16 Jul 2013

Going nuclear over Britain’s defences

Danny (introduced as “Douglas”) Alexander has been outlining a new Lib Dem position on nuclear deterrence in a sweltering Whitehall library. He’s doing it armed with a specially commissioned officials’ paper: “Trident Alternatives Review.” But it turns out the paper does not give his argument ready-to-deploy defence.

Senior Lib Dems wanted to bring the number of Vanguard subs that deliver the Trident nuclear missiles down from four to two. But the review took as its remit that it would look into “a minimum nuclear deterrence capability that … is able to deliver at short notice a nuclear strike against a range of targets at an appropriate scale and with very high confidence.” The officials who ran the study – much praised by Danny Alexander – concluded that the two-sub option didn’t fit that remit and would “not be a credible deterrent”, in the words of one source close to the study.

So Danny Alexander is using a report that explores four subs and three subs as a defence for a position he says he intends to take to Lib Dem conference proposing two or three subs. He has made a gain in getting an official MoD study to kitemark a three-boat policy, to endorse an end to continuous at sea deterrence (CASD) as a credible policy.

But you could argue that he is stretching that endorsement to say as he did talking to me after the speech that the “analysis supports a lower number of Trident submarines … a two-boat solution as well as a three-boat solution.” I think certain people in the MoD would strongly disagree with that interpretation – you could even say they’d go nuclear.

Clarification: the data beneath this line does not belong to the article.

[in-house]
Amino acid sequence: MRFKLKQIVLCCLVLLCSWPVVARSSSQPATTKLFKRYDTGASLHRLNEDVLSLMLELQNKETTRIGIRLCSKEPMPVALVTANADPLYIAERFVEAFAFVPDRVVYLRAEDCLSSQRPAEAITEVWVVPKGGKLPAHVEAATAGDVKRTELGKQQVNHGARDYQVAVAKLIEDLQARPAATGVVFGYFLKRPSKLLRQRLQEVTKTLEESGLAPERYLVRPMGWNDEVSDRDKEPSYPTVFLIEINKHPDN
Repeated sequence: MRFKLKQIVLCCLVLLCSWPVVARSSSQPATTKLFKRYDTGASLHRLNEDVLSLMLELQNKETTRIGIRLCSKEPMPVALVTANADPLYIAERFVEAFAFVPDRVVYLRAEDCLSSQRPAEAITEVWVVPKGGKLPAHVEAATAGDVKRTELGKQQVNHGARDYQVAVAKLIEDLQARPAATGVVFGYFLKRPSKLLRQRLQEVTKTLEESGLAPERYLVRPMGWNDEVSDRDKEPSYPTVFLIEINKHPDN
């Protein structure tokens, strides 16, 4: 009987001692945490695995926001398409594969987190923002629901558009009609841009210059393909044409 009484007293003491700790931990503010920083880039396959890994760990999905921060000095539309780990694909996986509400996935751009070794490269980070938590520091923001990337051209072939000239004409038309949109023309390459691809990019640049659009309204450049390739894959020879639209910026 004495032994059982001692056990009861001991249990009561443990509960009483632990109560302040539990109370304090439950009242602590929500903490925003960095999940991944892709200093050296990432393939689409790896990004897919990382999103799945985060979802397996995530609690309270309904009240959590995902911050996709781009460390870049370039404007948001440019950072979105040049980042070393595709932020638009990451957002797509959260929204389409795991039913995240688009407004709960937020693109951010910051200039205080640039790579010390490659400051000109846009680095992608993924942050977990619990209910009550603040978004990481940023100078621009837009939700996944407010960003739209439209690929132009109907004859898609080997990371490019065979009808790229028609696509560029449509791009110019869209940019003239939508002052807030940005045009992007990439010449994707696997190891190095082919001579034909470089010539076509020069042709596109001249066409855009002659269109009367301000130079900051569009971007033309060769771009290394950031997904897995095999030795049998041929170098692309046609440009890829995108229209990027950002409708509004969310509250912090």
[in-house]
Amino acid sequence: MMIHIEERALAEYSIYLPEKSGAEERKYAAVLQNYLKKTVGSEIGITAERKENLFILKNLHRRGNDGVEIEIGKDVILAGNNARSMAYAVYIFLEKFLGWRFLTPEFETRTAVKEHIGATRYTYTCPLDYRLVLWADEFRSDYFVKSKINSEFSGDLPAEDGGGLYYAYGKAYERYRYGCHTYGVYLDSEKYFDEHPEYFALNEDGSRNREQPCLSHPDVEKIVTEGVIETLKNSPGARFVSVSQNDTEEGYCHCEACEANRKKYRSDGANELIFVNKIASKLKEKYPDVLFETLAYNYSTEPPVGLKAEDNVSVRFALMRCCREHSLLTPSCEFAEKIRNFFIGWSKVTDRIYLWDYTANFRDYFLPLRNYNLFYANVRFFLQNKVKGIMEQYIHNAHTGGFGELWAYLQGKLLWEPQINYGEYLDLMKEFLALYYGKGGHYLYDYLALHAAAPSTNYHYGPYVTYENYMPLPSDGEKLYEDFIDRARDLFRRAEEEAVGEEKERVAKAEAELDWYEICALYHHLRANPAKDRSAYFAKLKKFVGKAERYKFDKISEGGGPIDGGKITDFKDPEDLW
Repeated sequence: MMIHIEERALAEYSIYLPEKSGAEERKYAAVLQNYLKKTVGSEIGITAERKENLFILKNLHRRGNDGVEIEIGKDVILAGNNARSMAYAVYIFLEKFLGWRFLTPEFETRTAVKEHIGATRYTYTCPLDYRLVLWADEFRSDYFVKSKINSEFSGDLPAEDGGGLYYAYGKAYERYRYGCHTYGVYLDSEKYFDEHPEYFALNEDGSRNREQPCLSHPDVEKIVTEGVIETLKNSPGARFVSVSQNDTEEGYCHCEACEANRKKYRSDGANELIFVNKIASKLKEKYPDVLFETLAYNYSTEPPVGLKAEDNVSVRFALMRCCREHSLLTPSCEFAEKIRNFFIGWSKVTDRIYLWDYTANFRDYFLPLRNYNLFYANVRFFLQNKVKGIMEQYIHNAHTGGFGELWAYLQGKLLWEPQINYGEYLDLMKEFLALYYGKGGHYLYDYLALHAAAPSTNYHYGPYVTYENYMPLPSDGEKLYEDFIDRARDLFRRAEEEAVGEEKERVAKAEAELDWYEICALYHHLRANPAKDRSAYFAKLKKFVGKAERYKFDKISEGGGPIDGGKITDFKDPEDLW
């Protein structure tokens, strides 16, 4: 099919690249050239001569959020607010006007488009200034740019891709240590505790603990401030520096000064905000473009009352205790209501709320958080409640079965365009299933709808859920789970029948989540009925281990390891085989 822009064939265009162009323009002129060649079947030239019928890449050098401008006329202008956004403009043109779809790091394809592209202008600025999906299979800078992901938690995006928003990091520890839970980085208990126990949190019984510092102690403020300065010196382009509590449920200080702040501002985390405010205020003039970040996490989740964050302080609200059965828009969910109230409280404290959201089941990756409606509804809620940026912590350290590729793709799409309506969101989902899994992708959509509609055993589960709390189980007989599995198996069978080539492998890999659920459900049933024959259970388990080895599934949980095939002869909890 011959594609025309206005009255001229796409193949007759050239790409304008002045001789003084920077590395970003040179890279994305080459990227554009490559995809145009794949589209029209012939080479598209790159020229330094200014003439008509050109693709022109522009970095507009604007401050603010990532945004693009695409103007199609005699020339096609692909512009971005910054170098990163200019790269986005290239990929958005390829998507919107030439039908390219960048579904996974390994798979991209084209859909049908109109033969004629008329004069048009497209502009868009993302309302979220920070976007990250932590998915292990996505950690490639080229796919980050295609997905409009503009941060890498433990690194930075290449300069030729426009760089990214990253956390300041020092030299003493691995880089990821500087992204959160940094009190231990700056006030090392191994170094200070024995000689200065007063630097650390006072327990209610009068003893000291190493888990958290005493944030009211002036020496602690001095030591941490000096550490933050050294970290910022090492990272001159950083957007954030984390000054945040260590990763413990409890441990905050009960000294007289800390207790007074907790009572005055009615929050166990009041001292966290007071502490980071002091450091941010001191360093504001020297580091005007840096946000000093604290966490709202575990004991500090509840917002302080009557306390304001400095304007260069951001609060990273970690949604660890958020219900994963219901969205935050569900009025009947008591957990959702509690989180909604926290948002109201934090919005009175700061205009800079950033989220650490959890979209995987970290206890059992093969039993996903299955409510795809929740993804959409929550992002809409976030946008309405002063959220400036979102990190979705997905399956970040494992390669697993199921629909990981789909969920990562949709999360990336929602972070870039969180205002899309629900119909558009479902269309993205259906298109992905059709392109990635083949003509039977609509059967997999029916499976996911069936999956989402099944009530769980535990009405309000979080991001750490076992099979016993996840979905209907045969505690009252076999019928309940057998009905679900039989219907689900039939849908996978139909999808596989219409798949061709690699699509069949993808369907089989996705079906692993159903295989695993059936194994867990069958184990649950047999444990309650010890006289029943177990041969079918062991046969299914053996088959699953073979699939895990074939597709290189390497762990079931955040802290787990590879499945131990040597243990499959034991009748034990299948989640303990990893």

Three devout opponents of the scaled down deterrence policy chose front row seats under his nose – Tory MPs Bernard Jenkin, Julian Lewis and Sir Gerald Howarth, circling like hostile subs. Julian Lewis started the questioning saying that you’d never be able to upgrade to four subs if a new danger emerged.

Then former head of the armed forces Admiral Lord Boyce tried to torpedo the Lib Dem position as “unilateralism” born of a “lack of political will.” Sir Menzies Campbell, sitting near me in the audience, groaned his disapproval at that.

This September’s Lib Dem conference is supposed to decide the party’s position and there is every expectation that some grassroots will want unilateralism. The leadership wants to head that off with a tempting alternative and two subs is more likely to fit that bill than three.

The significance of the Lib Dem position hangs on the general election outcome and where Ed Miliband comes down on this issue. Labour sources say he is wavering on this one. Some of those closest to him think that he should seize the opportunity to make a decisive break with the Blair/Brown support for the CASD approach. One adviser and shadow cabinet member, Lord Wood of Aintree, was listening closely in the audience but didn’t speak.

The report proclaims that the savings achievable by coming down from four to three subs would be £2bn in present prices stretched out over 30 years starting after the next parliament. That’s £65m a year in present prices. Done by future 2029 prices that figure doubles to £4bnn and so £134m a year. There are many factors in the continuing costs of nuclear deterrence but one of the biggest is the cost of running Porton Down.

As is standard practice in Lib Dem circles, Danny Alexander side-stepped the “red lines” question about whether he’d make reducing the Vanguard sub fleet a non-negotiable in future coalition negotiations.

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